This post is the second post in my series on Rayon’s parallel iterators. The goal of this series is to explain how parallel iterators are implemented internally, so I’m going to be going over a lot of details and giving a lot of little code examples in Rust. If all you want to do is use parallel iterators, you don’t really have to understand any of this stuff.

I’ve had a lot of fun designing this system, and I learned a few lessons about how best to use Rust (some of which I cover in the conclusions). I hope you enjoy reading about it!

This post is part 2 of a series. In the initial post I covered sequential iterators, using this dot-product as my running example:

vec1.iter()
    .zip(vec2.iter())
    .map(|(i, j)| i * j)
    .sum()

In this post, we are going to take a first stab at extending sequential iterators to parallel computation, using something I call parallel producers. At the end of the post, we’ll have a system that can execute that same dot-product computation, but in parallel:

vec1.par_iter()
    .zip(vec2.par_iter())
    .map(|(i, j)| i * j)
    .sum()

Parallel producers are very cool, but they are not the end of the story! In the next post, we’ll cover parallel consumers, which build on parallel producers and add support for combinators which produce a variable number of items, like filter or flat_map.

Parallel Iteration

When I explained sequential iterators in the previous post, I sort of did it bottom-up: I started with how to get an iterator from a slice, then showed each combinator we were going to use in turn (zip, map), and finally showed how the sum operation at the end works.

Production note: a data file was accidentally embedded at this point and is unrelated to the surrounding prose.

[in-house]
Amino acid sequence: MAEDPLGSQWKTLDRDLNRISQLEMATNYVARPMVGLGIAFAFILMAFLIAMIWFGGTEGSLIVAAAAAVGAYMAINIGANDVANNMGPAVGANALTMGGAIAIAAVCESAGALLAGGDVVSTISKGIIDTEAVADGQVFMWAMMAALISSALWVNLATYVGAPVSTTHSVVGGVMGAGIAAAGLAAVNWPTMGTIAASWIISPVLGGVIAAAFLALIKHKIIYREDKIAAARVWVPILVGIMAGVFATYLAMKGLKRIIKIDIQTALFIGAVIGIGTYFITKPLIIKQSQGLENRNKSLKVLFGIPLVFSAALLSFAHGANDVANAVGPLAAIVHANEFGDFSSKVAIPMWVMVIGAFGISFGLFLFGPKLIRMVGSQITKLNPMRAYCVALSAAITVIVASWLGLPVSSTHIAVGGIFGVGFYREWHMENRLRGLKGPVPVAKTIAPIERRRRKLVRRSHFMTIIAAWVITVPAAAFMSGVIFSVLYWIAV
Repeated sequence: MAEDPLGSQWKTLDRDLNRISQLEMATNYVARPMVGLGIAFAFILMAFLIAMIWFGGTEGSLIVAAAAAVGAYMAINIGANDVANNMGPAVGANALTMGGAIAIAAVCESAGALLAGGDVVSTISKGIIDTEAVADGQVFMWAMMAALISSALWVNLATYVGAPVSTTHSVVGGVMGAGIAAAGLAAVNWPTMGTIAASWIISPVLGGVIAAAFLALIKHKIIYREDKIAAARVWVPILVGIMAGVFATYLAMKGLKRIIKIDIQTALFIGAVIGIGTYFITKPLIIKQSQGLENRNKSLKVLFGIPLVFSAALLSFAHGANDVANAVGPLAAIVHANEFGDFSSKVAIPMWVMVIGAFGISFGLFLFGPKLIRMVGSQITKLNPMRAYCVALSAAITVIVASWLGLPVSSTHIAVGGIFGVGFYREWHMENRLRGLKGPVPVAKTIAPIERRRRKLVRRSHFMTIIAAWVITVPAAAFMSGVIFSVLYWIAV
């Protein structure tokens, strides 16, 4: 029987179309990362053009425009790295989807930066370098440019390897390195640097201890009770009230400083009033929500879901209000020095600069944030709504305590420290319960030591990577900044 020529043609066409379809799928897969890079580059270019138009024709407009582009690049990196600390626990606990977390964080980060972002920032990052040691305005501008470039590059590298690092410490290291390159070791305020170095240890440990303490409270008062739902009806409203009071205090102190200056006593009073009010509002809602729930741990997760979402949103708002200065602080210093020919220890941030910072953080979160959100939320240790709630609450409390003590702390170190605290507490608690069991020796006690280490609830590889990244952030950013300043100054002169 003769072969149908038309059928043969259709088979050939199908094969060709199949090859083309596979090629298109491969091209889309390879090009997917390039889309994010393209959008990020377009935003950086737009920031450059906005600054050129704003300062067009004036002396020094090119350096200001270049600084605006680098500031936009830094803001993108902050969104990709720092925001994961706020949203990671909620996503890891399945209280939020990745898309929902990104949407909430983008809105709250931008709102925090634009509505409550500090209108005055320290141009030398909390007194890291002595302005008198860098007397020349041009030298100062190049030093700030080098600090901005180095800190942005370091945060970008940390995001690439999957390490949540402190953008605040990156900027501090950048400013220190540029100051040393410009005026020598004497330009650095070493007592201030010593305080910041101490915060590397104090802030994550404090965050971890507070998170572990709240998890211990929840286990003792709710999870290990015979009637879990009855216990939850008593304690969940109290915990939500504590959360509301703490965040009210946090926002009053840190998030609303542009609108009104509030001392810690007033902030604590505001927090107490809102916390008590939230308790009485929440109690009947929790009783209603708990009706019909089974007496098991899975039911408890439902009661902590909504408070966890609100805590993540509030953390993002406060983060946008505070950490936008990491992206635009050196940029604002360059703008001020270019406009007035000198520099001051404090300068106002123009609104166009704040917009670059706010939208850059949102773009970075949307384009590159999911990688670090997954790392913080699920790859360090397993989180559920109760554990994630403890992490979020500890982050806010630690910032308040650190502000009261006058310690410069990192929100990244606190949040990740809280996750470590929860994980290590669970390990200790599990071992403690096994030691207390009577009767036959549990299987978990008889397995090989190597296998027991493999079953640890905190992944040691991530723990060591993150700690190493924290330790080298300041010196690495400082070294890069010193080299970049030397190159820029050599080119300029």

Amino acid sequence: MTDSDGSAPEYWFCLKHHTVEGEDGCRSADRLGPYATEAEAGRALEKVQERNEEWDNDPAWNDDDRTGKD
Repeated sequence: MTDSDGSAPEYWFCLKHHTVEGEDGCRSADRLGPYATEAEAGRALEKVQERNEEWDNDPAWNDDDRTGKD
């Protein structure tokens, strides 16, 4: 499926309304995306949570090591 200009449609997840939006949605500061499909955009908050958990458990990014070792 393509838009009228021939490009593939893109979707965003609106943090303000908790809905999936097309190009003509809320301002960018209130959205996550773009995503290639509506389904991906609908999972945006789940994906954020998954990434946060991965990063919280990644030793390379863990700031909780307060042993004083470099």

To explain parallel iterators, I’m going to work in the opposite direction. I’ll start with the high-level view, explaining the ParallelIterator trait and how sum works, and then go look at how we implement the combinators. This is because the biggest difference in parallel iterators is actually the “end” operations, like sum, and not as much the combinators (or at least that is true for the combinators we’ll cover in this post).

In Rayon, the ParallelIterator traits are divided into a hierarchy:

  • ParallelIterator: any sort of parallel iterator.
  • BoundedParallelIterator: ParallelIterator: a parallel iterator that can give an upper-bound on how many items it will produce, such as filter.
  • ExactParallelIterator: BoundedParallelIterator: a parallel iterator that knows precisely how many items will be produced.
  • IndexedParallelIterator: ExactParallelIterator: a parallel iterator that can produce the item for a given index without producing all the previous items. A parallel iterator over a vector has this propery, since you can just index into the vector.
    • (In this post, we’ll be focusing on parallel iterators in this category. The next post will discuss how to handle things like filter and flat_map, where the number of items being iterated over cannot be known in advance.)